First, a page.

The sun was low in the sky on what had been a brilliantly cool desert day. We were on our second of three straight 60-plus-milers, and a welcome tail wind blew out of the north. We always gladly traded warmth for speed. 

We were descending from a 6800 foot pass on Interstate 15 headed for Beaver, Utah, where our beds were. We were tired. Traffic sped by at 75 mph, and on the steepest downhill portions I was holding my own at 39 mph. The exhilaration helped offset the fatigue.

On a flat stretch five miles from Beaver, I felt something strange under my bottom, that for once wasn’t pain. It was like the feeling you get when a car hydroplanes in heavy rain. I looked down and could see the rear wheel wobbling between the forks. I had broken a spoke. 

The last time that had happened to me I had remembered a sharp report, like a rifle shot. Apparently the highway noise had muffled that. A bad break, but really a lucky one. Often when a spoke breaks it takes a few of it’s neighbors along with it, and the results can get ugly. Particularly if it had happened a few minutes earlier at 39 mph. I refused to think much about that.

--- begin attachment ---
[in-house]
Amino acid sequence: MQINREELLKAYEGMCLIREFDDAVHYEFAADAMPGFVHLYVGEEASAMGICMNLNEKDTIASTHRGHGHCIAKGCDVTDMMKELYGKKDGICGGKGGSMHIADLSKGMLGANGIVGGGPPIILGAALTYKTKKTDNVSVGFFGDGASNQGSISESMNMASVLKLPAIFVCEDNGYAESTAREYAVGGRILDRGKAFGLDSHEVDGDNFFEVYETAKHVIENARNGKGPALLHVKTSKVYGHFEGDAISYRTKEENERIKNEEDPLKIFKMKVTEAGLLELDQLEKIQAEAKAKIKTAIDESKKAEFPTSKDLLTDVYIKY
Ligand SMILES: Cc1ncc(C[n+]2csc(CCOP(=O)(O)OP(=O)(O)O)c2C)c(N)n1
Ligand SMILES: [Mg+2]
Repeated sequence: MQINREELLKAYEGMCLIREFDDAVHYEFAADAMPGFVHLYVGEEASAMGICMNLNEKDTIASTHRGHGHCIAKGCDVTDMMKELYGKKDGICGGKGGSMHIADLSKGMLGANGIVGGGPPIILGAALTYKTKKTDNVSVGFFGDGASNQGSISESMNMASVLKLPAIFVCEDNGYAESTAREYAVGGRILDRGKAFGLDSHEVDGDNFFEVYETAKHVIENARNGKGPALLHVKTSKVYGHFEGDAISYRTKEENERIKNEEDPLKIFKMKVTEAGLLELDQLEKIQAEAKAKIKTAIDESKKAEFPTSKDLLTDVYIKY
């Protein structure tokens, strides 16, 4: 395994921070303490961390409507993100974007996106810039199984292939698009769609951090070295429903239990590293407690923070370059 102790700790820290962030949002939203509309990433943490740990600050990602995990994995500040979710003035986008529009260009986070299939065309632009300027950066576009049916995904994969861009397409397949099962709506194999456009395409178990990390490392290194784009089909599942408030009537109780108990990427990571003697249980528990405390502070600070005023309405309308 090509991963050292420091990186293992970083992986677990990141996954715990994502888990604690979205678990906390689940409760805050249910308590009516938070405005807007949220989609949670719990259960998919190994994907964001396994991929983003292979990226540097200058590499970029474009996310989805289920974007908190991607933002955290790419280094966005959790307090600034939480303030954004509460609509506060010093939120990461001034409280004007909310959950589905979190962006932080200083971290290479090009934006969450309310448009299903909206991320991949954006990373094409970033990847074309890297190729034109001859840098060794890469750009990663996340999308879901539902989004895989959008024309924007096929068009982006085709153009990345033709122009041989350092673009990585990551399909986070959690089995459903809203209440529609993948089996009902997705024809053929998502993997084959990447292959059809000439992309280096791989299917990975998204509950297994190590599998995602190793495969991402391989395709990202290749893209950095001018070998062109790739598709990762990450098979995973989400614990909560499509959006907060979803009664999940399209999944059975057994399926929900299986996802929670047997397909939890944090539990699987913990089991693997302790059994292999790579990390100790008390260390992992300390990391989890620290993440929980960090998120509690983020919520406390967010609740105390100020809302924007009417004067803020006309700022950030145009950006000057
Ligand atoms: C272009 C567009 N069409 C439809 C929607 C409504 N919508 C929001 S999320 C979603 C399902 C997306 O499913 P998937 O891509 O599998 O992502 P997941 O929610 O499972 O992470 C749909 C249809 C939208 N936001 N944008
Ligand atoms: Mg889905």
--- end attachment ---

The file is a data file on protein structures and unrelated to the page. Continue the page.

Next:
I had also never thought much about bike spokes. They were always just there, spinning around, behaving themselves. As a kid, I remember cleaning them so they sparkled, just like new bikes the week after Christmas. 

Later in the motel I did some internet research. As I was soon to learn, spokes are the “sine qua non” of the bicycle. First and foremost spokes supported my hefty derriere, all my luggage and occasionally the more than 10 pounds of water I carried. As importantly they translated torque from my pedals and chain to the wheels which made the bike go. 

Sometimes more importantly, they translated braking resistance from my levers on the handlebars to the tires that made the bike stop. The rub comes in when one of these guys breaks, and they will break, particularly on a bike weighted down in what is called “touring configuration.” That means overloaded. It’s just impossible to predict when they will break, sort of like forecasting an earthquake. 

But you don’t just put on spokes and ride away. Not only is installation tricky, but they each have to be tensioned just right, to do their enormously important tasks. That’s why as I type, we’re waiting at a truck stop for the 4:20 pm shuttle to Cedar City where they have bike shops. When your well being is on the line, let the professionals take over.

To be continued.

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